Al Sharpton Wants Justice Department to Investigate Miami Police Department

Mayor Tomás Regalado isn't the only powerful enemy Miami Police Chief Miguel Exposito has made in his relatively short run atop the department. Now, national civil rights leader and former presidential candidate Al Sharpton is calling for a federal investigation into the Miami Police Department. Sharpton is concerned over the recent string of police-involved shootings that have killed several black males.

Sharpton spoke last night at a meeting of the Miami-Dade branch of the NAACP and had strong words for the police department.

"We need to examine, from a federal level, how you can go over 20 months, I think it's 22 months, with no shootings, and then all of a sudden in seven months it's about a shooting a month," Sharpton said, according to NBCMiami. "There's something that changed."

Along with Congresswoman Frederica Wilson, Sharpton has sent a letter to the Federal Justice Department asking for an investigation into the shootings.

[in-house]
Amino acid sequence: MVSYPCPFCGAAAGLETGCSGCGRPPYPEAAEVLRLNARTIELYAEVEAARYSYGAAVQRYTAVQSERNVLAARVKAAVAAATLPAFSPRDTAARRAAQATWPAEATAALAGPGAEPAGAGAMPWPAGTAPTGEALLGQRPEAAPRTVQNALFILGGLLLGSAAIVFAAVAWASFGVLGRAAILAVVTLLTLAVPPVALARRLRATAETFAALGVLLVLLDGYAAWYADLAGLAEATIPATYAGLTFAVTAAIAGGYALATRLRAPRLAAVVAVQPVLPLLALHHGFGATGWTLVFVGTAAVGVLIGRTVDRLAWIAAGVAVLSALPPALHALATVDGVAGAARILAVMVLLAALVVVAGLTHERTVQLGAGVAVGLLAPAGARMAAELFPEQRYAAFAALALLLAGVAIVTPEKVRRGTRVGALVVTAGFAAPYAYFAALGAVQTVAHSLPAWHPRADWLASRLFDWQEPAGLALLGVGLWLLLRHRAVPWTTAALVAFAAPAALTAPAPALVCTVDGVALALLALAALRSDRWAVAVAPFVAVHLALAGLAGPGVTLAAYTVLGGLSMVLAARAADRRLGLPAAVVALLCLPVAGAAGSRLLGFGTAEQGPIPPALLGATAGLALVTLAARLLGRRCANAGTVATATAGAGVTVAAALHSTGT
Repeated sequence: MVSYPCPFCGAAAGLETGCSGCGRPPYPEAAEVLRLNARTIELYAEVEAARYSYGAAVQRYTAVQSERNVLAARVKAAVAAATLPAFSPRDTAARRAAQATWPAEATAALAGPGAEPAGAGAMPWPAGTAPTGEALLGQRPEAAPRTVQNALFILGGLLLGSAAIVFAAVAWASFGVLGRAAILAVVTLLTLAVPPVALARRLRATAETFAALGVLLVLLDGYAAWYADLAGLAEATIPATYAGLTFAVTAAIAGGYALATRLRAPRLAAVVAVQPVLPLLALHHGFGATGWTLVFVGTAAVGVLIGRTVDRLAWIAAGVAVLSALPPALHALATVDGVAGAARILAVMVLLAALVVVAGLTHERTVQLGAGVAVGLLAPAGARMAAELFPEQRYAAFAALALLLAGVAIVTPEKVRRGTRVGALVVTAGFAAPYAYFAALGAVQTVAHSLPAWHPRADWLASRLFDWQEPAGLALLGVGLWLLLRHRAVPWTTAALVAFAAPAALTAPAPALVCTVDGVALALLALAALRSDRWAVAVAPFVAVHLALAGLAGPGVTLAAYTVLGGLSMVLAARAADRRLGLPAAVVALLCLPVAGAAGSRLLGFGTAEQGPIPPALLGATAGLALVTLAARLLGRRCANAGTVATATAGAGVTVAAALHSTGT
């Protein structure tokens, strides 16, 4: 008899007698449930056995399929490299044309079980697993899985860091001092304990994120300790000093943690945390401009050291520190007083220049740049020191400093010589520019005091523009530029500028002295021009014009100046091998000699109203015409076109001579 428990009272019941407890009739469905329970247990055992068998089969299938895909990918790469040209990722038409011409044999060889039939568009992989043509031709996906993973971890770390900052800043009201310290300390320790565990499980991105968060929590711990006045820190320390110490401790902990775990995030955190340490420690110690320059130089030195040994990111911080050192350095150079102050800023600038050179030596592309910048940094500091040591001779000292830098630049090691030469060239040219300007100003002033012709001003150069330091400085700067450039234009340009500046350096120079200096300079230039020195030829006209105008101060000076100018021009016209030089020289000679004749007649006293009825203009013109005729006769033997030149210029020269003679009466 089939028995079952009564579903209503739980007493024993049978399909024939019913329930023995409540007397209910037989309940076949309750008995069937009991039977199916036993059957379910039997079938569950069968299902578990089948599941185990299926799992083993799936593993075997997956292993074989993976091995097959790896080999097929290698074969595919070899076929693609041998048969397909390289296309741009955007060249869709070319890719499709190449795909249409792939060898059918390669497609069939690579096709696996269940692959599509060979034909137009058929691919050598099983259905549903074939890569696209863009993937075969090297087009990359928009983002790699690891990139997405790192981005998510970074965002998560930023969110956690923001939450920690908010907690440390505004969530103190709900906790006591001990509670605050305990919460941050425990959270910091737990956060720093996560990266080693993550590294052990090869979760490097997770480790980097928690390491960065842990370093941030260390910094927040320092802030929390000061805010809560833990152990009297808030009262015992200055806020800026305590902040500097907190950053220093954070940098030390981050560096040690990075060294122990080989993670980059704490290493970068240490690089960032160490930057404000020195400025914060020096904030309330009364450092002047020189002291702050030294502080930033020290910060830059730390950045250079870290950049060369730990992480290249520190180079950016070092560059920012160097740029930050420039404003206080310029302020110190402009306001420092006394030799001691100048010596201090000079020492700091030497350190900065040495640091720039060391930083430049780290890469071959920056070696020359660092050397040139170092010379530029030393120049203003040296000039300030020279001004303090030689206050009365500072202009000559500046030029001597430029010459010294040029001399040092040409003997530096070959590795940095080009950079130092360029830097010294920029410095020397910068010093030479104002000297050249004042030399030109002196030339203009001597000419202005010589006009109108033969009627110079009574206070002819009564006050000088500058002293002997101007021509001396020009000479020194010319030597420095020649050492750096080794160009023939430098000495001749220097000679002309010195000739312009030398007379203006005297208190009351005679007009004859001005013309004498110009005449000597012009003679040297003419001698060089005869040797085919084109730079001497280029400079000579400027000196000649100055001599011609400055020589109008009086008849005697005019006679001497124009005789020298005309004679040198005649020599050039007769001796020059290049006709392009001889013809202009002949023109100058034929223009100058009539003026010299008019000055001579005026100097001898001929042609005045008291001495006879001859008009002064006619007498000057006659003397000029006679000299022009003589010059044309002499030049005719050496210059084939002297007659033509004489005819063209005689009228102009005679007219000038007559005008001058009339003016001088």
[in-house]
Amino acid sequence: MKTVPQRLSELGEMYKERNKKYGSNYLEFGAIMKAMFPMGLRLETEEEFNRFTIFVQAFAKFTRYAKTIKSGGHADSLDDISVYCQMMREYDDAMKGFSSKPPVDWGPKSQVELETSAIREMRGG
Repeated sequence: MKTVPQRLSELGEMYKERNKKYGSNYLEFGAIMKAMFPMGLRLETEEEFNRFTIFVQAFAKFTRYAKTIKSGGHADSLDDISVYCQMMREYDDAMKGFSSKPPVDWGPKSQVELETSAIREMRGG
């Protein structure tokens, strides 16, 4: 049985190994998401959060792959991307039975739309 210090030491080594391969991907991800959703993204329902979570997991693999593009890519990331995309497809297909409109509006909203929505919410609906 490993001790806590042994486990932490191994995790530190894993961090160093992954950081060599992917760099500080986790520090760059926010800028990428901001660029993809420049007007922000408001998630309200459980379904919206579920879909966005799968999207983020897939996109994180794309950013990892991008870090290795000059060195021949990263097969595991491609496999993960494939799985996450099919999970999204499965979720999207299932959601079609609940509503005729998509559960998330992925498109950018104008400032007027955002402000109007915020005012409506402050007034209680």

"If I can come to tell black kids to abide by the law, we can tell the police to abide by the law," Sharpton said earlier Sunday, according to WSVN.

In a letter published this weekend in the Miami Herald, Exposito said he would welcome an investigation.

"I welcome a federal probe into the Miami police-involved shootings," the chief wrote. "So much so that I invited the FBI to be present at the post-shooting reviews conducted under my watch, since our first shooting back in July 2010. This is something my predecessors did not do. I took this step because it is a good practice and an example of my philosophy of 'transparency.'"

Exposito's leadership has been under fire, as some charge him with creating an atmosphere that has fostered the proliferation of shootings. Mayor Regalado has said Exposito has a "shoot first, ask questions later" attitude. Also, a TV promo for a reality show centering on the force surfaced in January; in it, Exposito calls his officers "predators." Exposito has led the force since November 2009.

Follow Miami New Times on Facebook and Twitter @MiamiNewTimes.

KEEP MIAMI NEW TIMES FREE... Since we started Miami New Times, it has been defined as the free, independent voice of Miami, and we'd like to keep it that way. With local media under siege, it's more important than ever for us to rally support behind funding our local journalism. You can help by participating in our "I Support" program, allowing us to keep offering readers access to our incisive coverage of local news, food and culture with no paywalls.
Kyle Munzenrieder